As US forces prepare for a possible war to unseat Saddam Hussein, the Bush administration has formally put the world on notice that its approach to Iraq is not the exception - but rather the rule - of a new US national security doctrine.
The strategy envisions a more robust, global role for the US military in eliminating threats from terrorists, "rogue" states, and weapons of mass destruction (WMD), making the case for preemptive strikes, even absent clear signs of an imminent attack.
The policy holds key implications for the shape and scope of the US military, and may add fresh impetus to current Pentagon efforts to bolster and expand the counterterrorism work of its elite Special Operations units, secure new basing arrangements in remote corners of the world, and enhance its long-range precision strike capabilities.
Echoing the Bush administration's mantra that the "best defense is a good offense," it reaffirms the goal of US military superiority and calls on the Pentagon to give the president more options for exercising it. "The goal must be to provide the President with a wider range of military options to discourage aggression or any form of coercion against the United States, our allies, or our friends," reads the document, which is required by Congress and was released Friday by The White House.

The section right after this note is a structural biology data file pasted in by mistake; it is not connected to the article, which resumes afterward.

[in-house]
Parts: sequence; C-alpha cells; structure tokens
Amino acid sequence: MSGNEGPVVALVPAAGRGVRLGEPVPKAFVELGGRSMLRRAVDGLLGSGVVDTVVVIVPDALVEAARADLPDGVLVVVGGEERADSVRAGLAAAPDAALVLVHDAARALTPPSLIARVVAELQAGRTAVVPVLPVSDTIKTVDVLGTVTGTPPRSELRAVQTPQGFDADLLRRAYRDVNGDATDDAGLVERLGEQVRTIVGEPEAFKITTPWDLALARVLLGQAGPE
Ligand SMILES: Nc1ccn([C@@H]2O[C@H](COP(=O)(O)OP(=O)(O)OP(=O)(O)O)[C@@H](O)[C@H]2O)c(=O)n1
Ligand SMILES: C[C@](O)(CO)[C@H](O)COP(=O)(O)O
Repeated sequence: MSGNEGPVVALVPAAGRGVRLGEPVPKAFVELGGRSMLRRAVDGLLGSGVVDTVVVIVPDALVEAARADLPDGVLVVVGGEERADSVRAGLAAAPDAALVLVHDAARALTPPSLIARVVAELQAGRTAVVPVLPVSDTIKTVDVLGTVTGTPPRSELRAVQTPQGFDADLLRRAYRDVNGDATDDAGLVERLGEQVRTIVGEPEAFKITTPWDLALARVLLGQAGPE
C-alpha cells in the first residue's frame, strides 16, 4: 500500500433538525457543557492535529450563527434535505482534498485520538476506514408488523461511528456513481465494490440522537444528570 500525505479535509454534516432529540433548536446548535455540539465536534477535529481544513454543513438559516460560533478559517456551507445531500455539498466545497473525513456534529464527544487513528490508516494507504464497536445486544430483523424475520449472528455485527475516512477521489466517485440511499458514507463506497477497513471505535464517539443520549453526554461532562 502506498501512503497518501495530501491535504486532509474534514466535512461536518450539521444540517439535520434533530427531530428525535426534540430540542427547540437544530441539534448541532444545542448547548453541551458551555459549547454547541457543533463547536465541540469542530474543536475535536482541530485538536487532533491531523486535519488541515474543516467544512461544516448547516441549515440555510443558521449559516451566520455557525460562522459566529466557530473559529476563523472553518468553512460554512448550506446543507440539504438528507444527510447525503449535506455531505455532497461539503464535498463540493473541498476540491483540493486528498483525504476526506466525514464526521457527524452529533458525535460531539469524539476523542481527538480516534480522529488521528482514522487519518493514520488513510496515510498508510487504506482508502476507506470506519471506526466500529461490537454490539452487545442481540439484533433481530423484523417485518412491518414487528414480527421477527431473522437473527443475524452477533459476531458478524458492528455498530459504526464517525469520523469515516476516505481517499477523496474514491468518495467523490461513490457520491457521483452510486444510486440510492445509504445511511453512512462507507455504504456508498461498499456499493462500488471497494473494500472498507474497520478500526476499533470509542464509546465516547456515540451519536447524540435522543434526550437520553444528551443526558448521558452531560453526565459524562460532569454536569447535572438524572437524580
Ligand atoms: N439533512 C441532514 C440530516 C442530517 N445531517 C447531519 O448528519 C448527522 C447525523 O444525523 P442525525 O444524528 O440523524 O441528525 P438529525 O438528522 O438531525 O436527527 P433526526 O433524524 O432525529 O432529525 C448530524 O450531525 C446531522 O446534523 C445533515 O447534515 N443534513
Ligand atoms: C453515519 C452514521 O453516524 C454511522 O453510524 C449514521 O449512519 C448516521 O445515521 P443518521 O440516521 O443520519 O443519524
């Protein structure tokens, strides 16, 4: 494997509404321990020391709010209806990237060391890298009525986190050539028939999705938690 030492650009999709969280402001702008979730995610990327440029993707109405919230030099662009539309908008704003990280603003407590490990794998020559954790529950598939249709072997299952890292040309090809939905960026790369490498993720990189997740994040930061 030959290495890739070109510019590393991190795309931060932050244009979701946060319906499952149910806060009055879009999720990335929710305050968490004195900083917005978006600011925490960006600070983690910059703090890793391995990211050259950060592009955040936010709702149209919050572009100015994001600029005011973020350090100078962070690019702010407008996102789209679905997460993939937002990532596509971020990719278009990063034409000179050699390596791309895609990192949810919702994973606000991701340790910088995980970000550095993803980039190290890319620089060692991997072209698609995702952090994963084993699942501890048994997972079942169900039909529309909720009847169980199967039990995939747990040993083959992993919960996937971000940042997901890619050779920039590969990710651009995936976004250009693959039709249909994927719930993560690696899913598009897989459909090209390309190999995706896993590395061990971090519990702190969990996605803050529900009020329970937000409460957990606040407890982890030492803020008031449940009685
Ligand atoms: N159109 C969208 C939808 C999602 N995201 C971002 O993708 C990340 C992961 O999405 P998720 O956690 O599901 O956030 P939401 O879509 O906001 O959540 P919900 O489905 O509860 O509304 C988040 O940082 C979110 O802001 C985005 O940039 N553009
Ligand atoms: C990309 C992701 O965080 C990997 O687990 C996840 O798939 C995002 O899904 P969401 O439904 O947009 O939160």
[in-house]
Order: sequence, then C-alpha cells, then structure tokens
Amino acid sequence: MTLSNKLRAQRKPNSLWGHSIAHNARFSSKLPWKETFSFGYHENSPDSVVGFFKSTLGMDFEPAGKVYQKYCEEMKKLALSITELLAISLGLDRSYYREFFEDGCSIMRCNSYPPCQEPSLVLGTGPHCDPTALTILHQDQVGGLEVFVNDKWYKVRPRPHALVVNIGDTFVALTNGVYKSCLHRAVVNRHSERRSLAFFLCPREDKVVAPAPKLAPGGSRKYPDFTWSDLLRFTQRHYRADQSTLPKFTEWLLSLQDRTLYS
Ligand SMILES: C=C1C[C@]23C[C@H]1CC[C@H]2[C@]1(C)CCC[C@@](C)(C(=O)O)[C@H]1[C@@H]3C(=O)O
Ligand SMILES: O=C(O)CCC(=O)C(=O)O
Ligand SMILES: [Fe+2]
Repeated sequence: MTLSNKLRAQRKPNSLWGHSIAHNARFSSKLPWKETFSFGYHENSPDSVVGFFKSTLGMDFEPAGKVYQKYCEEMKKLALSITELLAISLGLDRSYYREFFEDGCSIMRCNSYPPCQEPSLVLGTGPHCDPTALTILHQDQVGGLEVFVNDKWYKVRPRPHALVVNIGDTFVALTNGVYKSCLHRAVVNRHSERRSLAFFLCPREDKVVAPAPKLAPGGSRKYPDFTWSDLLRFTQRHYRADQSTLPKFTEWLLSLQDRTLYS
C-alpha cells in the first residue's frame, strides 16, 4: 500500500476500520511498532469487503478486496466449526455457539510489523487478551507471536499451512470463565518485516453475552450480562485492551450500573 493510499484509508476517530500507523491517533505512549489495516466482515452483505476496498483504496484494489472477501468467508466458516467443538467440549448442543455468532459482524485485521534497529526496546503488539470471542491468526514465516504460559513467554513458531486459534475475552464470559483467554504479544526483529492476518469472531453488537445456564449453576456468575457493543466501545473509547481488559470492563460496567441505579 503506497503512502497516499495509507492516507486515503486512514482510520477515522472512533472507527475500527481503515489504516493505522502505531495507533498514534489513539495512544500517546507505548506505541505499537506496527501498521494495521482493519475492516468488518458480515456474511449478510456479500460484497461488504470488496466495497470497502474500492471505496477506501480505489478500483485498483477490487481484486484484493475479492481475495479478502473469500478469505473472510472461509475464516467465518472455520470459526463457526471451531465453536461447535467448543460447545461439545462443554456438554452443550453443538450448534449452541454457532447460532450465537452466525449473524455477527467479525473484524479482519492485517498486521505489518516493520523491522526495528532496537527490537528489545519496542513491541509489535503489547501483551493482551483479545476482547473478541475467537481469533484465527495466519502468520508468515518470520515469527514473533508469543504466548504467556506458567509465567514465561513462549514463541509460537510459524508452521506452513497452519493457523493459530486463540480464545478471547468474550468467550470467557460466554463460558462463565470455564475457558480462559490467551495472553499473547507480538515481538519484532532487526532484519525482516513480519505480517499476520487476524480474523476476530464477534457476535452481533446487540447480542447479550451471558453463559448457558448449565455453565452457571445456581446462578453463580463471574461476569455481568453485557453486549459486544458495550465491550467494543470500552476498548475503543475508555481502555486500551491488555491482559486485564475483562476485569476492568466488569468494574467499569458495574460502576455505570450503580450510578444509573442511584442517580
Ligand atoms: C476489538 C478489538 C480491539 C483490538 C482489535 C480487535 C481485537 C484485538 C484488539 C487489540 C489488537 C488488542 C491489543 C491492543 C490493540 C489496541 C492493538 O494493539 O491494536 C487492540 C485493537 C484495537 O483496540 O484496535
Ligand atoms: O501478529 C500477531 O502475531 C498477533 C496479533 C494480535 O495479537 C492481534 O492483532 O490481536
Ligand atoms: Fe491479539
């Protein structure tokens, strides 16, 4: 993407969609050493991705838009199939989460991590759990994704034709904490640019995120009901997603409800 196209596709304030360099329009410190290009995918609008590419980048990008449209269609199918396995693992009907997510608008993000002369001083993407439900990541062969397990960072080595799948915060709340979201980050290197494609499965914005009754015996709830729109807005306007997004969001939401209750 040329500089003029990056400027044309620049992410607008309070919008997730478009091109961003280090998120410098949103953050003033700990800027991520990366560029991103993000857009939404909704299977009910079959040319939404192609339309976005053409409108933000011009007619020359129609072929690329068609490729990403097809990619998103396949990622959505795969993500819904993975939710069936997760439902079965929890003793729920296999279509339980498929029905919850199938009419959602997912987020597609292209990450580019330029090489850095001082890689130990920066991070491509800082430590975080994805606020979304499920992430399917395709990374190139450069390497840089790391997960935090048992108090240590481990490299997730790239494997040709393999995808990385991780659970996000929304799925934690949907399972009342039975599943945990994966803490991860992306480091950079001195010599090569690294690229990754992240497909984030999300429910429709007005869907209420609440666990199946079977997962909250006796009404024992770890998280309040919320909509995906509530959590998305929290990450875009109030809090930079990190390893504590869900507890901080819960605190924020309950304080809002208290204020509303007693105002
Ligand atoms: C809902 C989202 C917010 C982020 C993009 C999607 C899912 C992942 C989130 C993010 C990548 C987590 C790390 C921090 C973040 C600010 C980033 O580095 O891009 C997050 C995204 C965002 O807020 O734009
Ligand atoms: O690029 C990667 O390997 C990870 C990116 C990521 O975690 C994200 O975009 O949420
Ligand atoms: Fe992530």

Underpinning the strategy is the claim that America, with its "unprecedented - and unequaled - strength and influence" has a responsibility to lead and that its actions will "help make the world not just safer but better."
By promoting values that are "right and true for all people," such as the rule of law, free speech, and religious tolerance, Washington will act with just cause, it asserts.
Yet in recognition that a bolder projection of US military strength could encourage other countries to follow suit, it warns nations against using "preemption as a pretext for aggression."
The strategy underscores the need to transform the US military from being structured to deter massive-yet-static cold war-era armies. Instead, it calls for a force that is more agile, better integrated, and poised globally to counter hard-to-predict …